Don’t hesitate to brainstorm with colleagues on how to best recognize employees.
Remember that it’s not all about the money when it comes to making people feel motivated.
You’ll be surprised on the ideas that will flow if money is off the table.
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4. When people have performed above the norm, write them a small thank you note.
There is nothing like a personal note signed by your boss right? The feeling is just overwhelming.
Write a note of gratitude to your team and colleague.
Since a lot of people don’t usually get a handwritten note, the gesture will not only be appreciated but will definitely be memorable.
5. Encourage others to thank one another and pass on stories of good work to your manager.
The more positivity is present in the workplace, the better the culture will be.
Remember the #1 reason why people leave? It’s all about feeling appreciated.
Encourage everyone in your team to be vocal on thanking one another. It will have a positive ripple effect that will be contagious.
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6. Work to create a culture of appreciation – make acknowledgment part of your daily routine.
People always ask me, how often do we need to show our appreciation? Simple, everyday.
It’s not hard to be grateful for people’s efforts and to be vocal about it.
The essential point is that praise must be frequent and given locally (by colleagues and managers). It should not be seen as a corporate initiative or program, but merely “the way we do things around here”.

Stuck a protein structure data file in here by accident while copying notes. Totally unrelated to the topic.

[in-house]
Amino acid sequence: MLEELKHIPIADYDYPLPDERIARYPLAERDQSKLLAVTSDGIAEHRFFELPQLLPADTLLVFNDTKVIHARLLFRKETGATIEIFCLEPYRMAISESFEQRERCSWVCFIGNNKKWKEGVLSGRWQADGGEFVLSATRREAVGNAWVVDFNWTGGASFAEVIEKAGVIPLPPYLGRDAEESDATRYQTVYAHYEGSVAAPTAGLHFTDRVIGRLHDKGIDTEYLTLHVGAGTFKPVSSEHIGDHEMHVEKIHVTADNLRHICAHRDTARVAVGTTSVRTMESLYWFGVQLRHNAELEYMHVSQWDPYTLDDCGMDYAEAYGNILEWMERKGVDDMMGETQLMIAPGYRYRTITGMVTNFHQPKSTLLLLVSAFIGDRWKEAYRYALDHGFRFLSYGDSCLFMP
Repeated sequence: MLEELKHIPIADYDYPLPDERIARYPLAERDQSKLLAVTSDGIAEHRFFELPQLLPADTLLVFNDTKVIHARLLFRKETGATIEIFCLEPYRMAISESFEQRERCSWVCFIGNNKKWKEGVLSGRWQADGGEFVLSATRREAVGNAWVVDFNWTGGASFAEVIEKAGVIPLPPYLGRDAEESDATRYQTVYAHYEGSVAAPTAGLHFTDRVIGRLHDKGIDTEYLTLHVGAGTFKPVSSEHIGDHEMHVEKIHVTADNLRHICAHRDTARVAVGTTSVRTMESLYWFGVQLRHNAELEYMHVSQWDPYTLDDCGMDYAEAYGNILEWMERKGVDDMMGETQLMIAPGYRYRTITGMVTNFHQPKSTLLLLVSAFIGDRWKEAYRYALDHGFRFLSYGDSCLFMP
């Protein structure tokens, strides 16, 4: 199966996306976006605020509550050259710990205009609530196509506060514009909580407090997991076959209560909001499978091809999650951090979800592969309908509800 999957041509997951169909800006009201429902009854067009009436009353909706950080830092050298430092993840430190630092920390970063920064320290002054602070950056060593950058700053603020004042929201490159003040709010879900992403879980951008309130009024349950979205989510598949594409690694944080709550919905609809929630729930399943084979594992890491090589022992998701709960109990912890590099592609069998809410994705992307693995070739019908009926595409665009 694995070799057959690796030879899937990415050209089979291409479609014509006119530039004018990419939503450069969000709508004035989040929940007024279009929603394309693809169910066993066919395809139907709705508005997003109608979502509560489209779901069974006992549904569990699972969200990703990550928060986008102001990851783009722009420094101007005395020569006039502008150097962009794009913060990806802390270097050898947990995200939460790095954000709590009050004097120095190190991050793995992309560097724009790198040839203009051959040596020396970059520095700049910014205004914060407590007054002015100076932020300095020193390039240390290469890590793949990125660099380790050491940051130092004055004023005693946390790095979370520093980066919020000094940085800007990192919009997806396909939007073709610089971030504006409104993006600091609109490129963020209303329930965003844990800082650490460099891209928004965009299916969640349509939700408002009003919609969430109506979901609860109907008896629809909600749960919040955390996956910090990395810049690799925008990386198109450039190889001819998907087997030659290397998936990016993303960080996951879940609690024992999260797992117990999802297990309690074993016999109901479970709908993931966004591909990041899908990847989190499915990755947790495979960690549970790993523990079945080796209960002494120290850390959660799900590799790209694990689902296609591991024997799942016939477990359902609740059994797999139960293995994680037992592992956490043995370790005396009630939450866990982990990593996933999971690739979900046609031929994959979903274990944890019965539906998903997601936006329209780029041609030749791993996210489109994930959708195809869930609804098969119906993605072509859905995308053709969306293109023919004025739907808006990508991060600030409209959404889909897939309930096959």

Conduct the appreciation during Team Huddles and make it a habit with you team. The team will appreciate that you recognize good work in front of an audience.
What’s not been said so far, is that praise must be genuine.
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People in general are very good at spotting insincerity.
The message? When you do praise someone, make sure it’s for the good work they have done and not just for the sake of it.
A final word of warning. Many organizations turn acknowledgment into an event.
They distort it with extrinsic motivators (such as money) and taint it with internal competition.
Pure and simple, giving praise for a job well done is just that – pure and simple.
So, find someone doing something good today and simply tell them what a good job they’ve done!
Employee appreciation is a key ingredient in driving a highly motivated team. Motivation starts with appreciating your team and your colleagues. Make appreciation a habit and it will help improve your personal development and career growth. Building a culture of appreciation starts with you. Start with simple acknowledgements and do it daily. This will help build a strong foundation and will be ingrained in the company’s culture.
About Daisy Casio
Daisy Casio is a Passionate Operations Leader with over 16 years of work experience in various leadership roles. She has ran diverse teams in multiple locations and has built teams from the ground up. She is the Founder of ChampLeaders Blog dedicated to transforming leaders to Champions. She writes about leadership, management, productivity, career tips, team engagement and many more.